For now, it's 'The Bachelor' at quarterback for the Giants
EAST RUTHERFORD, N.J. -- The No. 1 pick in the draft and the guy with two MVP trophies and a Super Bowl ring stood in the back when the New York Giants offense began its drills at minicamp Monday.
Instead, "The Bachelor" led the way.
No one expects that to last, of course, not with Warner brought in last week to tutor the latest heir to the Manning quarterback dynasty. But long enough for Palmer to impress new coach Tom Coughlin.
"He has responded very well to the coaching and to what he has been asked to do," Coughlin said. "He is the guy who has really done a very good job of doing exactly what he has been coached to do."
In some ways, it's a surprise that Palmer is still a Giant after three years as a backup to the departed Kerry Collins -- he was unimpressive after getting his first three starts last season when Collins sprained an ankle. Then it appeared that Coughlin and the team's new coaching staff were less than impressed that Palmer was involved in reality television when he should have been studying the team's new playbook.
In fact, some people were surprised that he wasn't let go when Warner was signed last Thursday -- journeyman Kurt Kittner went instead. And he still might not make the team -- Manning and Warner are sure things and rookie Jared Lorenzen and NFL Europe star Ryan Van Dyke are also on the roster.
But there he was on Monday with the first unit while Warner and Manning each waited their turn. And there apparently is some thought that when the season starts, he could back up Warner while Manning learns as the third stringer. That's how Carson Palmer, last year's overall No. 1 pick, learned in Cincinnati last season, beginning the season as the third-stringer behind Jon Kitna and Shane Matthews and moving up to No. 2 in October.
Jesse Palmer, a fourth-round draft pick in 2001, doesn't have close to the football credentials of the other two -- he's far better known as "The Bachelor" than for anything he's done on the football field. Even at Florida under Steve Spurrier, he was only a part-time QB.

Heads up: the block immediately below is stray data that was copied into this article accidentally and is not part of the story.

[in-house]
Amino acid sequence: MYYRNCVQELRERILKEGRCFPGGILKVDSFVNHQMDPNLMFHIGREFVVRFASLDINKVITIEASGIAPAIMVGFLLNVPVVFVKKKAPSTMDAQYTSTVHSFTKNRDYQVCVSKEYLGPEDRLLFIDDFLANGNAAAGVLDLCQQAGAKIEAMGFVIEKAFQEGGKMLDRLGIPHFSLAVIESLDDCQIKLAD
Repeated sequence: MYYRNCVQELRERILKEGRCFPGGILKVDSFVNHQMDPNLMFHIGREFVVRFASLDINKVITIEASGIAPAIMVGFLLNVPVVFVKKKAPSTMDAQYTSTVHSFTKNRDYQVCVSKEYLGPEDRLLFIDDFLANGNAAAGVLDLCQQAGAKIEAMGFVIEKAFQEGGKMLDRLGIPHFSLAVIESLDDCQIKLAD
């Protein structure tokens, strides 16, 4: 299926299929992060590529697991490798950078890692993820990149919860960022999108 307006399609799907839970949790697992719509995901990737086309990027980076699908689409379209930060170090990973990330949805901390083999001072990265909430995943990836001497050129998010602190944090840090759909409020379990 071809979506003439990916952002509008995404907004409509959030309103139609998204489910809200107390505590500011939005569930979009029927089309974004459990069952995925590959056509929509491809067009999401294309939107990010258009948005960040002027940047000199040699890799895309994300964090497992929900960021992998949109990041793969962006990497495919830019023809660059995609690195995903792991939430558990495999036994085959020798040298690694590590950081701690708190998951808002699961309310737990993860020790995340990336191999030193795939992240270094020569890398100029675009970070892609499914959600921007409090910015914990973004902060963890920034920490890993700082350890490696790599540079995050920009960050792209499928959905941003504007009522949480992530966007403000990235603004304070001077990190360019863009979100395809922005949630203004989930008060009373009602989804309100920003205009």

Warner, meanwhile, was the NFL's MVP in 1999 and 2001 and the MVP of the Super Bowl played in 2000. Manning is the latest product of the NFL's first family of quarterbacks and his brother, Peyton, was co-MVP of the league last season with the Colts.
Palmer insisted Monday that his television career never detracted from his preparation for football.
"The taping for the show was in the offseason," he said. "It ended in March and I've been working out and studying ever since. My head is right back in the game. I think I learned a lot starting late last season and I think I've learned a lot from the new coaching staff. They can see the tapes of what I've done -- not only in regular-season games but in past preseasons."
For now, Coughlin is impressed. If nothing else, that would indicate that if Palmer's future with the Giants is limited, he is likely to catch on elsewhere if he's cut --the coaching grapevine would probably guarantee that.
"His ball handling is improved, his awareness has improved and obviously he has studied because he responds very well to spontaneous questions," Coughlin said. "He has done a good job."
Good enough to start in the regular season?
Not permanently, at least not for the Giants -- unless Warner goes down early and Manning doesn't develop as quickly as the Giants hope.
But good enough to ensure that he has a career beyond reality television.
Copyright 2004 by The Associated Press
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